Workers who are organizing at Google say Monday's firing of four employees is an act of “illegal retaliation” from the company’s management intended to stamp out labor organizing.
Last week, roughly 200 Google employees protested the suspension of two workers—Rebecca Rivers and Laurence Berland—outside the company’s San Francisco offices for allegedly accessing and sharing internal documents, as well as tracking employee calendars, as previously reported by Motherboard. On Monday, Google fired both workers as well as two others who participated in the rally “for clear and repeated violations of... data security policies,” according to a memo posted by Google’s security and investigations team, first reported by Bloomberg News.
Organizers say Google recently revamped its policies around accessing certain documents with vague and purposefully unclear language in order to target organizers when necessary, as they claim to be the case with the “Thanksgiving Four.” The organizers deny that the fired workers leaked the content of internal documents.
“With these firings, Google is ramping up its illegal retaliation against workers engaging in protected organizing,” Google organizers said in response to the firings. “This is classic union busting dressed up in tech industry jargon, and we won't stand for it....They think this will crush our efforts, but it won't.”
“Looking at such documents is a big part of Google culture; the company describes it as a benefit in recruiting, and even encourages new hires to read docs from projects all across the company,” organizers at Google say. “The [new] policy was unclear, even explicitly stating the documents didn't have to be labeled to be off limits. No meaningful guidance has ever been offered on how employees could consistently comply with this policy. The policy change amounted to: access at your own risk and let executives figure out whether you should be punished after the fact.”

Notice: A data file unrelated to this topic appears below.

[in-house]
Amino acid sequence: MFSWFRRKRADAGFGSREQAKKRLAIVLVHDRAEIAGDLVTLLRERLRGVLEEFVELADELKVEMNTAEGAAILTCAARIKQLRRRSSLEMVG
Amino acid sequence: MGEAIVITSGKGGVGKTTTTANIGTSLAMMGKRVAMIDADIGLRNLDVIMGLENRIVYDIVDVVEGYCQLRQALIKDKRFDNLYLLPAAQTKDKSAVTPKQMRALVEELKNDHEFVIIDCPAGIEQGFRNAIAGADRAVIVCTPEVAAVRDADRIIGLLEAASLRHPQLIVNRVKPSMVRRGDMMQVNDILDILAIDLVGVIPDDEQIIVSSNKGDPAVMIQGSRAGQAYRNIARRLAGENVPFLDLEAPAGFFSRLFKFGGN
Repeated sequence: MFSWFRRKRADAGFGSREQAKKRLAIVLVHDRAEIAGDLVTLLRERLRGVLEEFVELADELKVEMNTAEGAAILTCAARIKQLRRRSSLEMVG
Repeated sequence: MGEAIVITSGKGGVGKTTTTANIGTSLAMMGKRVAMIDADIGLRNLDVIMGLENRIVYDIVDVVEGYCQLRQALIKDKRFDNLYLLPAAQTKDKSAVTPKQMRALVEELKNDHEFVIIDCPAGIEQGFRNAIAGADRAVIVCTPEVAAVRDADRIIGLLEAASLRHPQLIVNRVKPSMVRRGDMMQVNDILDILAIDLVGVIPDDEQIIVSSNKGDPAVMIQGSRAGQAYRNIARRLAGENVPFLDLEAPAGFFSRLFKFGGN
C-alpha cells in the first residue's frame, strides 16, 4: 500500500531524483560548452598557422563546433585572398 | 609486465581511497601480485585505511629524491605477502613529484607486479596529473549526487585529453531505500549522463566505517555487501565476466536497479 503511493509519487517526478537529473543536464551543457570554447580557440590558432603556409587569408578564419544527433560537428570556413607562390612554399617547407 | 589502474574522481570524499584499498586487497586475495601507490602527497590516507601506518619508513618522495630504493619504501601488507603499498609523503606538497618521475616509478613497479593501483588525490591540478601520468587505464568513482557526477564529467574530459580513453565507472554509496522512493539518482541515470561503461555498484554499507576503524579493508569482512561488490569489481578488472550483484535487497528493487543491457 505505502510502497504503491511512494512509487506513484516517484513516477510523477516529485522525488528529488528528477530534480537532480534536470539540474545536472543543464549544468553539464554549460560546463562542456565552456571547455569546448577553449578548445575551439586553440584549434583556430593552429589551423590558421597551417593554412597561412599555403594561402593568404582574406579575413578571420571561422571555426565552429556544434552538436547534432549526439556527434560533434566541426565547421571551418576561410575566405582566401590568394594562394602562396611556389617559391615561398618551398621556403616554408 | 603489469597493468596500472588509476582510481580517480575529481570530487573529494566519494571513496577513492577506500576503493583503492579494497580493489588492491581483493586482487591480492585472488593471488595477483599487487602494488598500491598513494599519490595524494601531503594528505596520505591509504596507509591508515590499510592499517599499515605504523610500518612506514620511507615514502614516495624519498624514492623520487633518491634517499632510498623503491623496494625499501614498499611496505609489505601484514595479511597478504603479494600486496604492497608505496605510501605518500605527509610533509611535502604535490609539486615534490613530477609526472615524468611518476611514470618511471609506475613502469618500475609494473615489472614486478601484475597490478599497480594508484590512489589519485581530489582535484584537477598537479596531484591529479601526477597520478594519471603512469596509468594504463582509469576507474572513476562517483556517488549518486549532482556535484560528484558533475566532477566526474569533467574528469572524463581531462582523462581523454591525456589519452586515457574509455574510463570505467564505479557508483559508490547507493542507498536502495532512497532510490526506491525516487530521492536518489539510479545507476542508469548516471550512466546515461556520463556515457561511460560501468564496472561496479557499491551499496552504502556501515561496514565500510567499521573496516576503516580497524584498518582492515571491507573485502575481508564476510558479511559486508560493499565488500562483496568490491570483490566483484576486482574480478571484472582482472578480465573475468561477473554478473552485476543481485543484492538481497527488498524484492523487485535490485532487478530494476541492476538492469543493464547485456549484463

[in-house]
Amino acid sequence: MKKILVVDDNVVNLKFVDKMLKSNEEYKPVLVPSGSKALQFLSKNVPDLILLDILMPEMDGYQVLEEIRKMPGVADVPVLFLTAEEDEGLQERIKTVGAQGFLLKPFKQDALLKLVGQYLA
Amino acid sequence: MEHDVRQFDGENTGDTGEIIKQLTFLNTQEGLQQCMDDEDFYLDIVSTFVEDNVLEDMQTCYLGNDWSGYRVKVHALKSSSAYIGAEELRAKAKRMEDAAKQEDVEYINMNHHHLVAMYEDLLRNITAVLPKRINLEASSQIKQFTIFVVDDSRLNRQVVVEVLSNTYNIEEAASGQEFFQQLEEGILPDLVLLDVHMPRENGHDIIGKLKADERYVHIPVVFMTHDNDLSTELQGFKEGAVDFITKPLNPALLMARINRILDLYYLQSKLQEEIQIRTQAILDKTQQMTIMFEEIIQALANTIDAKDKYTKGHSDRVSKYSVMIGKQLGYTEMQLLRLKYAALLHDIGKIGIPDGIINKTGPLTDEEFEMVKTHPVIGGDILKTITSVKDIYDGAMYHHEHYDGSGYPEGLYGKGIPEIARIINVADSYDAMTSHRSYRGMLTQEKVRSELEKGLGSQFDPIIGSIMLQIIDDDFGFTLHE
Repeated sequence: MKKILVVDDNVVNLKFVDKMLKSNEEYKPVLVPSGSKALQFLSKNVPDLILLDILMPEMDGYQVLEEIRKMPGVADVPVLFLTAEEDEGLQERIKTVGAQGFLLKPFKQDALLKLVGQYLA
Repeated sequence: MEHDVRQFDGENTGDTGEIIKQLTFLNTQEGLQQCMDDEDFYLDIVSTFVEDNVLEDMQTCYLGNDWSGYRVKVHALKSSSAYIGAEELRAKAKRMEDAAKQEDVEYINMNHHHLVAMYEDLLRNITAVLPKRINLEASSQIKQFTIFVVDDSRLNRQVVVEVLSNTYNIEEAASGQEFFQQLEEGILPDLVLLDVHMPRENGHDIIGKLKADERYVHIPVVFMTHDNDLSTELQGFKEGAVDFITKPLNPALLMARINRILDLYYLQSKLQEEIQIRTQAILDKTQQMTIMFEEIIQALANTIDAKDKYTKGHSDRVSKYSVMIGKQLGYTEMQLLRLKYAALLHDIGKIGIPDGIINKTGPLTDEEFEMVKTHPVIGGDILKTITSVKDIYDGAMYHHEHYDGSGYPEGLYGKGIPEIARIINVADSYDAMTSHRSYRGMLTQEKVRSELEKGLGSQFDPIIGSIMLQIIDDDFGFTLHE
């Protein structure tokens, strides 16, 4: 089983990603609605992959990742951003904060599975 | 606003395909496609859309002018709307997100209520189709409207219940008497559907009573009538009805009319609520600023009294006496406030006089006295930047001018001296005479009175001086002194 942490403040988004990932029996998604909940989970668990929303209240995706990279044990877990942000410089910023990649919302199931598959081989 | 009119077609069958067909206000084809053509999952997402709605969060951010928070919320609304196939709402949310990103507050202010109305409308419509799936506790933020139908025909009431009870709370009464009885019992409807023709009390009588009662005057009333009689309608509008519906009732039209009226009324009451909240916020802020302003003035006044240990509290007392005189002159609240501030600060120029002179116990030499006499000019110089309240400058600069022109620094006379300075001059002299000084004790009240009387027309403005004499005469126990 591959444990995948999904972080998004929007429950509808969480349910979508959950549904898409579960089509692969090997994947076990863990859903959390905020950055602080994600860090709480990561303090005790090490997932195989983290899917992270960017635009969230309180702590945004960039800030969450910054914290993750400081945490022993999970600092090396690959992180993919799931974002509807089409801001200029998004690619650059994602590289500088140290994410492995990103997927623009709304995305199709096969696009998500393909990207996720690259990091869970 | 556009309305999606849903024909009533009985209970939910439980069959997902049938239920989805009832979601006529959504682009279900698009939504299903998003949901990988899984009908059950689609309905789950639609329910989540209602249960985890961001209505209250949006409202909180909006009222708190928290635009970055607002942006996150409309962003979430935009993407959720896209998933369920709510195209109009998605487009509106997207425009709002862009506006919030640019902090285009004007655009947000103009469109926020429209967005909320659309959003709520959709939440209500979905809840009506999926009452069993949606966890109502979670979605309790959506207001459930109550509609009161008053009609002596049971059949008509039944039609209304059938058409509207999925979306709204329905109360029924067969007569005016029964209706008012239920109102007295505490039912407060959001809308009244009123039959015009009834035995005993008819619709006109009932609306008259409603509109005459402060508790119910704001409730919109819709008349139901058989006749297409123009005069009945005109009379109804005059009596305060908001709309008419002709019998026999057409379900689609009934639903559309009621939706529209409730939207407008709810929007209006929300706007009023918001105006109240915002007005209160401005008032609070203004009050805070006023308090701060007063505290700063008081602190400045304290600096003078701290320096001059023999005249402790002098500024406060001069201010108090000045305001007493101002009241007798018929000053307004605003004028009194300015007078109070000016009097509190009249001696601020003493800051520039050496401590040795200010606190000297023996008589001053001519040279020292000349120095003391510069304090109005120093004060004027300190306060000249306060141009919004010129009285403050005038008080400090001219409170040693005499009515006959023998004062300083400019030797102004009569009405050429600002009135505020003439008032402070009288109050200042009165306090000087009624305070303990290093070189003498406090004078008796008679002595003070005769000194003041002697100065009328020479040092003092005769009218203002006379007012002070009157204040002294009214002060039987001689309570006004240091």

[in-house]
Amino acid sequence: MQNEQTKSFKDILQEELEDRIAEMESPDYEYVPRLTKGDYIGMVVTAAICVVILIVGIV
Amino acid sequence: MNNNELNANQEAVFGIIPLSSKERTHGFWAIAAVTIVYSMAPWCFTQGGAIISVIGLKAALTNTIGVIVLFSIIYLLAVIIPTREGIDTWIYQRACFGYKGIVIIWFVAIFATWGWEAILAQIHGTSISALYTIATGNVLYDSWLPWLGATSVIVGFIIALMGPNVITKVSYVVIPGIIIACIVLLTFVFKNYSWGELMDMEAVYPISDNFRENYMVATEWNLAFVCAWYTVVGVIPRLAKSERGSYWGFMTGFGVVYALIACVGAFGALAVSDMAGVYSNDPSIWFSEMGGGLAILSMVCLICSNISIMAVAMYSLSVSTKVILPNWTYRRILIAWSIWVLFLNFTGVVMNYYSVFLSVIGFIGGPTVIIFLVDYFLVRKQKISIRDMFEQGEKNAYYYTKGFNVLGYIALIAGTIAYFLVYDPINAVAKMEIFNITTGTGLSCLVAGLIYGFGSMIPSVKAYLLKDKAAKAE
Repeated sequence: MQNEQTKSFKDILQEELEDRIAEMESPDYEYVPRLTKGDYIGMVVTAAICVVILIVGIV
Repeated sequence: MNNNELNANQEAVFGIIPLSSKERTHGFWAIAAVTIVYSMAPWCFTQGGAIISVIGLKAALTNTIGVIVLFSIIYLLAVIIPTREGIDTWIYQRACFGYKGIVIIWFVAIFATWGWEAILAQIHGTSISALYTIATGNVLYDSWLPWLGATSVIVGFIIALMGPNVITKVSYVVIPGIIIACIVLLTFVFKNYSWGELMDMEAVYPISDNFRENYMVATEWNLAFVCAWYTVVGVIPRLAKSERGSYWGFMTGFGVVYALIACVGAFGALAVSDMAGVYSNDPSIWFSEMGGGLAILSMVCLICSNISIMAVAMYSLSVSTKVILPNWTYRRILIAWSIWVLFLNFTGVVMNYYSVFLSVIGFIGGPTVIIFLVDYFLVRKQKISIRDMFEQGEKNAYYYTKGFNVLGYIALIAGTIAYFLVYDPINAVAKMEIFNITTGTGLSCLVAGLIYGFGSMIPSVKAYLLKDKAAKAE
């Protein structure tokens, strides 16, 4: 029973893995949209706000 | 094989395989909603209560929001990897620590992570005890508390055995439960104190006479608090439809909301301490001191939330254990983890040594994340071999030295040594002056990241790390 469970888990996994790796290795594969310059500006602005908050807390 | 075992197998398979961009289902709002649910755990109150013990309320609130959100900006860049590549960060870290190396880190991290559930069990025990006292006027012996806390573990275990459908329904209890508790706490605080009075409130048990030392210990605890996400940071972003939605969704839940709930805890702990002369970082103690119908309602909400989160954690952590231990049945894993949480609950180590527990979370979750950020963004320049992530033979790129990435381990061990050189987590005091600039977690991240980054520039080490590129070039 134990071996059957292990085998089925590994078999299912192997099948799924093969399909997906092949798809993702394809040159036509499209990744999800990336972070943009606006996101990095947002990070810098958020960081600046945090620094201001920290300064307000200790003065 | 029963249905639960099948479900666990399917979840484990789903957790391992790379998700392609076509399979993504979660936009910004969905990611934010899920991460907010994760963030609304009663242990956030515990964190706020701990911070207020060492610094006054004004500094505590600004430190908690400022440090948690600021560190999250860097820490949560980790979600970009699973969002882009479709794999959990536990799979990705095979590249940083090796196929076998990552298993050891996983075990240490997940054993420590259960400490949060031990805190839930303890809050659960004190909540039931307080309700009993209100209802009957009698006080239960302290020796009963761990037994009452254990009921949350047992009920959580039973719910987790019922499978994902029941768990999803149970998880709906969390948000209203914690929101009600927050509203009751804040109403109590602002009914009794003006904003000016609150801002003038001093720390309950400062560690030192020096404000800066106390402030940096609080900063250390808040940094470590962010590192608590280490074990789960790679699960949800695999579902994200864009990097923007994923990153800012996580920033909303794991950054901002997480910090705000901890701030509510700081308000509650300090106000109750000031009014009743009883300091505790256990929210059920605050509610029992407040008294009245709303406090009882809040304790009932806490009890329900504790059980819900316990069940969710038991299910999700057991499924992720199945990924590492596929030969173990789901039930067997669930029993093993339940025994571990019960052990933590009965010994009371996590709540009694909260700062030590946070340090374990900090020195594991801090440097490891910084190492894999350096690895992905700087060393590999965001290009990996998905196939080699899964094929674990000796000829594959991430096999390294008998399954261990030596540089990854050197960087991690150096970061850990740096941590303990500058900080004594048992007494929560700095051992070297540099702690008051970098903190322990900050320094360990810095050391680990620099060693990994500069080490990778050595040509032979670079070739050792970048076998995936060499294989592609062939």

Last month, Google also installed a tool on internal web-browsers that flags calendar events involving more than 100 participants or 10 meeting rooms. Many employees believed the browser extension was being used to monitor labor organizing.
The firings represent yet another instance of souring relations between employees and management at the tech giant, which has long been known for its open and collaborative work culture.
While Google has long set a gold standard for transparency in Silicon Valley start-ups, the past year has seen a sharp reversal of that legacy with workers at the company sparking an increasingly militant labor movement that has spread across the tech industry. Among other issues, worker activists have protested the company’s handling of sexual harassment, its relationships ICE and the Department of Defense, its treatment of temporary and contracted workers, and its record on the environment.
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In May, Google hired a union busting consulting firm to stamp out efforts to organize the company, an unprecedented move for a major tech company looking to resolve issues with its white collar workers.
Google declined to comment on the firings, but confirmed the contents of the memo announcing the firings.